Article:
Just off the Spanish Steps, this house where poet John Keats lived and died in 1821, at the age of 25, is dedicated to the British Romantic poets. Wander through this pretty little house which includes Keats's bedroom where he met his tragic death as well as memorabilia from poets such as Keats, Shelley and Byron, to learn more about the romantic poets and the influence Italy had.
Opposite the Fontana della Barcaccia, tucked into the side of the busy Spanish Steps, the Memorial House is where the poet John Keats died aged 25. As you visit, listen out to hear the fountain splashing outside, the same as Keats would have heard in his last few months.
Keats was born in today’s Moorgate, London, trained as a surgeon, but aged 21 he committed to a career in poetry. As a result of this choice, Keats was to spend his life in financial hardship (it would later turn out he had actually inherited £550,000, something which might have prevented his death from Tuberculosis.) Part of the second-generation British romantic movement, Keats and Shelley were snidely referred to as “the Cockney School” by critics, and never received fame in their lifetimes.
The second-generation British Romantic movement included Lord Bryon and Leigh Hunt who, alongside Keats and Shelley, found that the older Romantics such as William Wordsworth had become too conservative in their views. The Romantic movement as a whole believed in human liberty but having lived through the violence of the French Revolution, the older generation became less radical.
The second-generation poets were politically progressive, and believed in utopianism. This is reflected in their poetry, which was inspired by passion and emotion as well as the “Mediterranean” and its Ancient Greek and Roman heritage (seen in Keats’ Ode on a Grecian Urn, 1819).
Keats’ political beliefs most likely contributed to his lack of recognition as a poet. After the Industrial Revolution, there was widespread unrest, particularly amongst the working class. To prevent potential revolution, the British Government punished those who published radical ideas, perhaps which probably explains why Keats did not find a lot of support. Furthermore as part of “the Cockney School”, Keats was thought to be badly educated (he attended a ‘minor’ boarding school rather than Eton or Harrow) and was not upper class, inviting additional criticism.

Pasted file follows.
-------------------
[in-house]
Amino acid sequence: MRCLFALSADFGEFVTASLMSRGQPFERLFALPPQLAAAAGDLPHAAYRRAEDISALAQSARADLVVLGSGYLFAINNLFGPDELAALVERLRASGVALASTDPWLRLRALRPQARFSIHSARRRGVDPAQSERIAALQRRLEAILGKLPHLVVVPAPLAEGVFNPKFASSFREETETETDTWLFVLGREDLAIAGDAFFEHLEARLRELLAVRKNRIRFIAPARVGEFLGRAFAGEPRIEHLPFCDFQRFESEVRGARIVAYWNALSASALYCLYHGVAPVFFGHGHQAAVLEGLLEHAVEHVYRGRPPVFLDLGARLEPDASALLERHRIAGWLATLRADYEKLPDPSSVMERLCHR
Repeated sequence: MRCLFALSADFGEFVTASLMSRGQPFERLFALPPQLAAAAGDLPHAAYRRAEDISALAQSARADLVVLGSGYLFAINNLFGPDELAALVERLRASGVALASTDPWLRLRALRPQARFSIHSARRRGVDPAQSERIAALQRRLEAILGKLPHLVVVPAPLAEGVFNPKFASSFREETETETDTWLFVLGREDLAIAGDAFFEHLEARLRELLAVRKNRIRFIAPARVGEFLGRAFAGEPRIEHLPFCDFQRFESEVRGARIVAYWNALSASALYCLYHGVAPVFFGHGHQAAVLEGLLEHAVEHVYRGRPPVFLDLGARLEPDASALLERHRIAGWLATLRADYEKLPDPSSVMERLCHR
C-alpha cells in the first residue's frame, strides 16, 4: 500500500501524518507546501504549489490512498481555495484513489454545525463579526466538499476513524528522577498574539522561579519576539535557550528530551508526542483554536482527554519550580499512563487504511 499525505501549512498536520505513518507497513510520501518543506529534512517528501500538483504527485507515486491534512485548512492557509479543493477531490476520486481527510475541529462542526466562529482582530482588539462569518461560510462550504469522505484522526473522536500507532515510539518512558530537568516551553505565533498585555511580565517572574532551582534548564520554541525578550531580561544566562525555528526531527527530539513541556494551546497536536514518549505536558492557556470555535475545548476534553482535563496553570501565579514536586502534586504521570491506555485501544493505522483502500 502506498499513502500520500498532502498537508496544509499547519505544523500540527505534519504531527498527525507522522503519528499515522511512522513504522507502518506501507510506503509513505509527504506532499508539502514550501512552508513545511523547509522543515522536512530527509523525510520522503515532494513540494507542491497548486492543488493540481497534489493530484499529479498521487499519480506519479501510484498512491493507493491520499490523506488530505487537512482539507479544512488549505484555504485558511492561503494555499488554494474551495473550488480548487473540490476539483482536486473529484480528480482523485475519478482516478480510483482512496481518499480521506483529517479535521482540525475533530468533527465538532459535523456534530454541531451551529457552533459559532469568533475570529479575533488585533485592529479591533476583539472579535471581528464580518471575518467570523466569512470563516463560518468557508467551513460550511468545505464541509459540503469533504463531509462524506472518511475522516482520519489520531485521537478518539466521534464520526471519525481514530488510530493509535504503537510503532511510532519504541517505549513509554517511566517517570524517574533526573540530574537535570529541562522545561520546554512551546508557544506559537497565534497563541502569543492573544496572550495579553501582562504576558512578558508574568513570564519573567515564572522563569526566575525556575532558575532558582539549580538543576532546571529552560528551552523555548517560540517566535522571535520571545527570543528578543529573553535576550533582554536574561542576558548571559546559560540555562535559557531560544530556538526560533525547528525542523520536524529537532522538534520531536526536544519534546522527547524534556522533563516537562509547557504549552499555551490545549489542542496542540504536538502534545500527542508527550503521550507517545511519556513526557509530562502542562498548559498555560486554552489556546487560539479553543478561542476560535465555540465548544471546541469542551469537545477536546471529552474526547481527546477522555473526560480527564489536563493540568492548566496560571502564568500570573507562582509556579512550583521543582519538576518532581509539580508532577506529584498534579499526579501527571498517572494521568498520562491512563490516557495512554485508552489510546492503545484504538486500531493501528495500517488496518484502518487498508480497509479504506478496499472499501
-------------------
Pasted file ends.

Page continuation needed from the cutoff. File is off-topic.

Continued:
That said, after his death, Keats became much more widely regarded and was especially popular in the Victorian period. Today, the first line of his poem (To Autumn, 1819) is instantly recognisable: “Season of mists and mellow fruitfulness”, something which is testament to his talents.
Keats is thought to have developed TB in around 1818 and by 1820 he was advised to move to Italy for the warmer climate, arriving at what is now the Keats-Shelley Memorial House. He died in February 1821 and was buried in Rome’s Protestant Cemetery, which is definitely worth a visit too.
After his death, Shelley wrote the poem Adonais in tribute to Keats:
“Peace, peace! He is not dead, he doth not sleep -
He hath awakened from the dream of life –“
Shelley died young too, at the age of 29.
The Keats-Shelley memorial house was bought in 1906 and commemorates Keats and Percy Bysshe Shelley. It contains a huge collection of Keats and Shelley’s writing (both letters and manuscripts), paintings, and memorabilia including Keats’ death mask. What’s more, there are paintings from the artist Joseph Severn who lived and nursed Keats in Rome, as well as works from Robert Browning, Elizabeth Barrett, and Oscar Wilde in a wood-panelled library.
Learn more on a curator-led tour, (given by Dr Giuseppe Albano who is the director of the Museum) followed by Prosecco, every Thursday at 18:00.
There are also talks in Russian on Tuesdays, Wednesdays, and Thursdays at 18:00, both of which you can book through Divento.com.